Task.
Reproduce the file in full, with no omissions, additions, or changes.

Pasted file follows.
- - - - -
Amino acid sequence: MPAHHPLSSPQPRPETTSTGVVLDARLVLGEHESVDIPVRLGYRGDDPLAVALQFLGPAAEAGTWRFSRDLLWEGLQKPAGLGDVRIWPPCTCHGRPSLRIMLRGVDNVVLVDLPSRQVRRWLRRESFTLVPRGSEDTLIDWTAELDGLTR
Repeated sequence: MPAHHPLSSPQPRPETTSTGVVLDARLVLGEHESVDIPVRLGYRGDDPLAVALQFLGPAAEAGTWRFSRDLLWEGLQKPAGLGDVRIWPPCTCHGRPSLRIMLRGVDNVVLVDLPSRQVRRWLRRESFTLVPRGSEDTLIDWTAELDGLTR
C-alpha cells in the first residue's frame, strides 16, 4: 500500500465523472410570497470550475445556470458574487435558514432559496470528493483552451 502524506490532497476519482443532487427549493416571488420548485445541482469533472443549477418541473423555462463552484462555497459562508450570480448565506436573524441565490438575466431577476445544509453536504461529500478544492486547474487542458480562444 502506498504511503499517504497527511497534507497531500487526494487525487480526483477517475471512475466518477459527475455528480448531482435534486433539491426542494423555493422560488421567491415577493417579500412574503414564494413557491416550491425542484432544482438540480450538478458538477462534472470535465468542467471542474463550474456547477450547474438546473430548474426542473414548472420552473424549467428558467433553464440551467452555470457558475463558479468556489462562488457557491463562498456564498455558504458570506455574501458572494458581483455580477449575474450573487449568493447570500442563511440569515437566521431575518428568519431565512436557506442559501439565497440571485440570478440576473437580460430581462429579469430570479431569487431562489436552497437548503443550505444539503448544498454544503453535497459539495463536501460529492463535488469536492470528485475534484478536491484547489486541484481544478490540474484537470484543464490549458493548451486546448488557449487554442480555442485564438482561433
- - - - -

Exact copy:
Amino acid sequence: MPAHHPLSSPQPRPETTSTGVVLDARLVLGEHESVDIPVRLGYRGDDPLAVALQFLGPAAEAGTWRFSRDLLWEGLQKPAGLGDVRIWPPCTCHGRPSLRIMLRGVDNVVLVDLPSRQVRRWLRRESFTLVPRGSEDTLIDWTAELDGLTR
Repeated sequence: MPAHHPLSSPQPRPETTSTGVVLDARLVLGEHESVDIPVRLGYRGDDPLAVALQFLGPAAEAGTWRFSRDLLWEGLQKPAGLGDVRIWPPCTCHGRPSLRIMLRGVDNVVLVDLPSRQVRRWLRRESFTLVPRGSEDTLIDWTAELDGLTR
C-alpha cells in the first residue's frame, strides 16, 4: 500500500465523472410570497470550475445556470458574487435558514432559496470528493483552451 502524506490532497476519482443532487427549493416571488420548485445541482469533472443549477418541473423555462463552484462555497459562508450570480448565506436573524441565490438575466431577476445544509453536504461529500478544492486547474487542458480562444 502506498504511503499517504497527511497534507497531500487526494487525487480526483477517475471512475466518477459527475455528480448531482435534486433539491426542494423555493422560488421567491415577493417579500412574503414564494413557491416550491425542484432544482438540480450538478458538477462534472470535465468542467471542474463550474456547477450547474438546473430548474426542473414548472420552473424549467428558467433553464440551467452555470457558475463558479468556489462562488457557491463562498456564498455558504458570506455574501458572494458581483455580477449575474450573487449568493447570500442563511440569515437566521431575518428568519431565512436557506442559501439565497440571485440570478440576473437580460430581462429579469430570479431569487431562489436552497437548503443550505444539503448544498454544503453535497459539495463536501460529492463535488469536492470528485475534484478536491484547489486541484481544478490540474484537470484543464490549458493548451486546448488557449487554442480555442485564438482561433